Any opinions? I've talked to numerous pro mechanics about it and their opinions are varied...

I'm far from a pro mechanic, so take this as being worth what you paid for it.

My bike (Specialized Rockhopper) has a 44-32-22 chainset and 11-34 9-speed cassette. A while back I was looking at putting a bigger outer chainring on it, with a view to doing something like 48-32-22. I wanted higher gearing from the outer chainring while also keeping the low gearing for a few big hills.

My front derailleur lists a minimum tooth difference between the outer and middle chainrings of 12 and a maximum difference between outer and inner of 22. So if I went for a 48t outer ring the 32t middle ring would still work but I'd need to go to a 26t inner. Since 48-32-26 makes little sense I might as well have gone for 48-36-26. And Shimano make just such a set, IIRC it's about 150 (so about $250) which gets you the three chainrings, cranks and bottom bracket. If you buy the chainrings separately I'd guess you'd be looking at 90, which in your money is about $150.

The owner of my LBS said you may be able to get away with 48-32-22 but it's the kind of thing you'd have to try in order to find out if it worked well, kind of worked, or didn't really work at all.


ETA: I agree with what others have said about wondering why you need higher gearing. I looked into it because I thought I was routinely cruising in the second-highest gear I had, when it turned out I had two more gears to go and plenty of potential to pedal faster. As my LBS said to me, if I really want to be going faster than is practical with a 44-11 combination then perhaps I'd be better off looking to change the bike rather than trying to convert a mountain bike into a fast road machine.

Last edited by contango; 05-27-11 at 11:35 AM.
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Old 05-27-11, 11:45 AM   #9
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This makes no sense. Wear is what ruins cassettes. (Well, that and hammers.)
I assumed he meant wear from over-using this gear combination.
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Old 05-27-11, 01:02 PM   #10
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Quote:
Originally Posted by eddiearniwhatev View Post
Hi, I'm trying to convert my Novara mtb into an everything bike. I spend time both in the back country biking mountain roads and in the city/ places in between biking on asphalt. My issue is, I'm blowing out cassettes right and left because I've maxed out the top gear range of the bike!

Thus far the highest gear ratio I've got is 44/11. There's no way I can fit on a smaller cassette. I've examined the front derrailer and noted that I've got at least 5mm distance between the derrailer arm and the tip of the chain ring gear teeth.
Your gearing is sufficiently high. With 1" slicks that's a 29-31 MPH cruising gear around 100-110 RPM and 35-40 MPH sprinting gear at 120-140. Taller tires will net even higher speeds. You just need to learn to pedal faster.

22x34 is way more than you need for paved roads. Running something like 11-19 on road might provide much more pleasant spacing between gears.
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Old 05-27-11, 05:47 PM   #11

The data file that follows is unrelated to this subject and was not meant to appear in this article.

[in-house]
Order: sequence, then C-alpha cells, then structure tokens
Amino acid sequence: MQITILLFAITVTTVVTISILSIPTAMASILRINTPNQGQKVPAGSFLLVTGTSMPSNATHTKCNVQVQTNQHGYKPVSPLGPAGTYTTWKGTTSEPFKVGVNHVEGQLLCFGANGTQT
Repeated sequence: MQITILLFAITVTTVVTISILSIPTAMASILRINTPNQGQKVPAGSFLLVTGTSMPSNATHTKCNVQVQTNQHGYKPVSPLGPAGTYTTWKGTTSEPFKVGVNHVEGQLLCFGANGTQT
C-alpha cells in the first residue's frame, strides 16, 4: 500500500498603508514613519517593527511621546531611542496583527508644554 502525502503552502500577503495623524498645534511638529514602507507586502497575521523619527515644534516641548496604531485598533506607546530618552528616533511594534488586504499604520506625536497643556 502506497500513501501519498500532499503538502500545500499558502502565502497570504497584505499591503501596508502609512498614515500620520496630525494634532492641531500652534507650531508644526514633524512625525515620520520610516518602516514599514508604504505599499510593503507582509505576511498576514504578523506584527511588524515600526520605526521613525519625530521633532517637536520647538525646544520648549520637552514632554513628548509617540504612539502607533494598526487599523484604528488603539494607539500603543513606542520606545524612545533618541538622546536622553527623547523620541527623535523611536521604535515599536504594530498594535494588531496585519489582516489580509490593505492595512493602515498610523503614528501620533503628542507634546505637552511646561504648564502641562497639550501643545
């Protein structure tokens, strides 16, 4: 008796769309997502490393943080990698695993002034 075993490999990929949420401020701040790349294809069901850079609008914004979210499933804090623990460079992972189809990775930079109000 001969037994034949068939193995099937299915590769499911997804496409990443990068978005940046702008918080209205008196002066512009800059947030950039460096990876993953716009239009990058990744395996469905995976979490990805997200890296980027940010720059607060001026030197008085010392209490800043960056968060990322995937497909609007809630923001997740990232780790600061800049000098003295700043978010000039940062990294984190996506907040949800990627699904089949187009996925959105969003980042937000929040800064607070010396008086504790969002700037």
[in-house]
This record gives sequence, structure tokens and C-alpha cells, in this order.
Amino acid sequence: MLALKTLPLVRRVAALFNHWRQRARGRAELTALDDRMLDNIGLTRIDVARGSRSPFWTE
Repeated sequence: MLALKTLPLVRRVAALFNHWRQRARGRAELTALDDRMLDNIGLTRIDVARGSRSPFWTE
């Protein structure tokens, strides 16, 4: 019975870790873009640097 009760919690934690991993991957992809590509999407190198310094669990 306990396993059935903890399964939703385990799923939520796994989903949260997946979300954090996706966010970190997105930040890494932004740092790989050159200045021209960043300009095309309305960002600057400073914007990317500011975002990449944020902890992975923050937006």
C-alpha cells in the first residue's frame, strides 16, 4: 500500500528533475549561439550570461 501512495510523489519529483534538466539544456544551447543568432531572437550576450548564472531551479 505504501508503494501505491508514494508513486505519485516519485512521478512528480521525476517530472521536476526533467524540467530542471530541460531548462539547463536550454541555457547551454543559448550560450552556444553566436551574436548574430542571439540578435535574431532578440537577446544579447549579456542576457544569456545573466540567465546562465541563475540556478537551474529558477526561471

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cadence, chain clearance, derraileur action

Thanks for all the great replies!

Yeah, to "blow out" means generally to destroy or render unusable. California slang...

I have been working on my cadence, It's just that I grind through the 11 tooth smallest cassette gear faster than I've been replacing chains... annoying...

I did some searching and consulting and found a nice 48T & 36T to replace the 44 & 32 I've got. It should fit fine, with a little derraileur tweaking.

Basically, it was explained to me that the chainrings are machined with grooves and pegs which direct the chain from ring to ring with the help of the derraileur. If there is too huge a gap, the chain might have issues travelling efficiently, especially if you're rolling with index shifters.

I threw on some nice suntour friction shifters to get over that problem, as I might end up feeling like I need road cranks to tour on this bike.

Don't ask why I'm putting so much time and money into a used mtb frame I picked up at REI for 200 bucks... I guess I'll replace the frameset once it blows out or proves useless. So far so good...

Lastly, from what I can tell the only thing keeping me from bumping it up to a 52 is simply the type of chainrings available for my crank, a 4 hole firex. From what I can tell if I want more leverage through a higher high gear I'm going to need to switch to a road crankset, which has five holes.

But I'm not trying to drop too much bank on this project if I can avoid it.

We'll see how the 48 serves, and I'll keep the cadence issues in mind.

Last edited by eddiearniwhatev; 05-27-11 at 05:47 PM. Reason: spelling
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Old 05-27-11, 05:56 PM   #12
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Here's another, related question, something which has been nagging me in the back of my head for a while: What's up with the ergonomics of an mtb vs. road/ touring bike? I feel that I have to stand up to go "all out" with mtb frame geometry, as when I'm seated I'm in somewhat of an upright position relative to a road or touring frame. I feel ever so much "scrunched" over when I lean over the handle bars, and I feel I'm not engaging my legs muscles in the same manner. However, when I have to sprint up a steep hill or weave through traffic (useful skills in San Francisco!) I find the frame accomodates what I do way better than road bikes, though on the straight away the latter rock out. Any observations? -curious.
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Old 05-29-11, 09:20 AM   #13
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First, it's nearly impossible to achieve the same riding position for a road bike and a mountain bike. You can get close, but you'd probably be making serious compromises either way. The way I see it, road bike geometry prioritizes comfort and power delivery while seated over long distances, whereas with MTB geometry, the priority is handling and stability on rough terrain. It is likely this handling and stability that makes you feel more comfortable going all out on the MTB frame. Downhill and freeride bikes have head angles that are so slack, that when coupled with plush, long suspension travel, some designs can barely be pedaled efficiently at all, but they are astonishingly awesome for their intended purpose (drops and steep rollers that would have lesser bikes sending you over the bars every time). A cross-country hardtail is a somewhat of a compromise between these designs.